For a somewhat different reason, imposing sanctions on those who do not vaccinate is also not a violation of informed consent.”

Herd Immunity and Immunization Policy: Response to Holland and Zachary

Blog post:

“This piece is a summary of Herd Immunity and Immunization Policy: The Importance of Accuracy, soon to be published in v. 94 of Oregon Law Review.

In an article that was published in the Oregon Law Review in 2014, authors Holland and Zachary claimed that school immunization mandates are inappropriate because they reject the concept that herd immunity works.

This piece will explain  why Holland and Zachary’s analysis is simply incorrect. And let’s be clear–there is a legitimate debate about  whether school immunization mandates are appropriate, policy wise, as a response to non-vaccination.”


Full article:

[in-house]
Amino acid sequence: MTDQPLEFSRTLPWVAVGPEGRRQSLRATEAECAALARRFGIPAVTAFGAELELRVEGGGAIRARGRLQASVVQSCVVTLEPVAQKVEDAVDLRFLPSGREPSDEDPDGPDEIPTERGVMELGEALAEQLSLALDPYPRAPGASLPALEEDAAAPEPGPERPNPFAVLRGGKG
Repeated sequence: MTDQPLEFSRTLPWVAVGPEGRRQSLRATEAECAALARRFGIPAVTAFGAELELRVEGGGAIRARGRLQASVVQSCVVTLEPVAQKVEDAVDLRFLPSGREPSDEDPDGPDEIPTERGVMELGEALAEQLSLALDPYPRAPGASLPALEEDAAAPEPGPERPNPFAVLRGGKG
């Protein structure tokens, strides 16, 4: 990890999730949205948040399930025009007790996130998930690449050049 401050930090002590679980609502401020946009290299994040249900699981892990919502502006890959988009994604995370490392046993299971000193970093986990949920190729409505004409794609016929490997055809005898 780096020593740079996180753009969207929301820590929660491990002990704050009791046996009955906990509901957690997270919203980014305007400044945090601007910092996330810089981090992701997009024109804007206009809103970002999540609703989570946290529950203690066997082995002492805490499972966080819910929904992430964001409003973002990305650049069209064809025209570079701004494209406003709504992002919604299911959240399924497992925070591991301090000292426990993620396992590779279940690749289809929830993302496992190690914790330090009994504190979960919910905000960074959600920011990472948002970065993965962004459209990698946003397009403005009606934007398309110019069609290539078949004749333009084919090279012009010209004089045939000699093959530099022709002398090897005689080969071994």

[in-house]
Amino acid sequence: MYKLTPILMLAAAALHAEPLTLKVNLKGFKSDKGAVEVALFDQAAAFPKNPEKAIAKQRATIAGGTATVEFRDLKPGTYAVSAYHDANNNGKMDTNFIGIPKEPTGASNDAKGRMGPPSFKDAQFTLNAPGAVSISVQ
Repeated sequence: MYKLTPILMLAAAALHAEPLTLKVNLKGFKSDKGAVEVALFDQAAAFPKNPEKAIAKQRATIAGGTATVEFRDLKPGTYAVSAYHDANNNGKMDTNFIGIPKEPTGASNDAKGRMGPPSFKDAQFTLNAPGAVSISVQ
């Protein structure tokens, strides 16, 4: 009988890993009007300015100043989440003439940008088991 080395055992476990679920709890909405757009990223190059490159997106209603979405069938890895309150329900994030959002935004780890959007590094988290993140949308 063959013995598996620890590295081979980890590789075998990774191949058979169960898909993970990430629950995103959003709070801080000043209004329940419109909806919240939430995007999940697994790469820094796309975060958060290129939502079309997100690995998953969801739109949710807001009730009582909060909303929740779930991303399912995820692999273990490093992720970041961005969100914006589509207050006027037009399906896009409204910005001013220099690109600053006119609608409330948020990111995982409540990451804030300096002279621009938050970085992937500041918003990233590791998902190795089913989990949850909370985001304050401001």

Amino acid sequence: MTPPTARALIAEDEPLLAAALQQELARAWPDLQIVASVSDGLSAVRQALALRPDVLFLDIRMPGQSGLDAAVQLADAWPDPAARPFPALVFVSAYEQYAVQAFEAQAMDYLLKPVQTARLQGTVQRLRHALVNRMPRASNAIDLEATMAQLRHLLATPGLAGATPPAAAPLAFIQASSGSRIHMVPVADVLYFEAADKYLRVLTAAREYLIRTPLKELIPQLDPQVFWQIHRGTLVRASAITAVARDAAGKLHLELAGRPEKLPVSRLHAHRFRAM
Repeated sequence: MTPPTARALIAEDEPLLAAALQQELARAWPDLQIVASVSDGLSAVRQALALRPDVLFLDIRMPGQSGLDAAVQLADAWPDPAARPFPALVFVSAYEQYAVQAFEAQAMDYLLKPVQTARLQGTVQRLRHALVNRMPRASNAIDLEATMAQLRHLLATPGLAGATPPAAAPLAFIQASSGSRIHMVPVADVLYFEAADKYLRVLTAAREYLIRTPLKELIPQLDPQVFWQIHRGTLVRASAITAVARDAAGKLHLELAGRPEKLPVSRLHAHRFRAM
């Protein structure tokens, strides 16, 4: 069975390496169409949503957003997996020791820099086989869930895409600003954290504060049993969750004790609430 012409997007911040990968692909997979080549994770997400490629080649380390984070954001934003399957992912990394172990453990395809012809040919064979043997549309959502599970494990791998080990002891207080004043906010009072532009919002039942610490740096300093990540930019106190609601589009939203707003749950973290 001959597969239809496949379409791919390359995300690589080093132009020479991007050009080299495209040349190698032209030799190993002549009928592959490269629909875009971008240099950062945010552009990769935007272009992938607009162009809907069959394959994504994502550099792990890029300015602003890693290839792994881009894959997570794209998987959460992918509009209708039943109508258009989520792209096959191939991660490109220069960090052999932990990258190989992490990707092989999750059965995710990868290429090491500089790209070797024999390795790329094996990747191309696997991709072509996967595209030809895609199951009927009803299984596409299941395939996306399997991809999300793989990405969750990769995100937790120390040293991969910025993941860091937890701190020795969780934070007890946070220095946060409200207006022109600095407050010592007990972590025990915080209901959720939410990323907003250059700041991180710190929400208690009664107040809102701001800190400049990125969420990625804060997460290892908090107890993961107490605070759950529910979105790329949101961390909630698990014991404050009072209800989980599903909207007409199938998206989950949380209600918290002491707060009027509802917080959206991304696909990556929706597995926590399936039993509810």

This article explains why claims made by Holland and Zachary in their article, Herd Immunity and Compulsory Childhood Vaccination: Does the Theory Justify the Law?, are incorrect and untenable. The authors misunderstand the nature of society’s duty to children, which is not similar to duty in torts but draws from the state’s role in protecting vulnerable children when their parents do not act in their best interests. Their view of herd immunity is also incorrect: the article does not well define the term, ignores data showing that herd immunity works, and their discussion of their two examples is inaccurate: close examination of those examples actually shows the role of herd immunity in protecting against disease. Finally, the authors’ analysis does not support their claim that mandates are unnecessary.”


Measles, exemptions, legal changes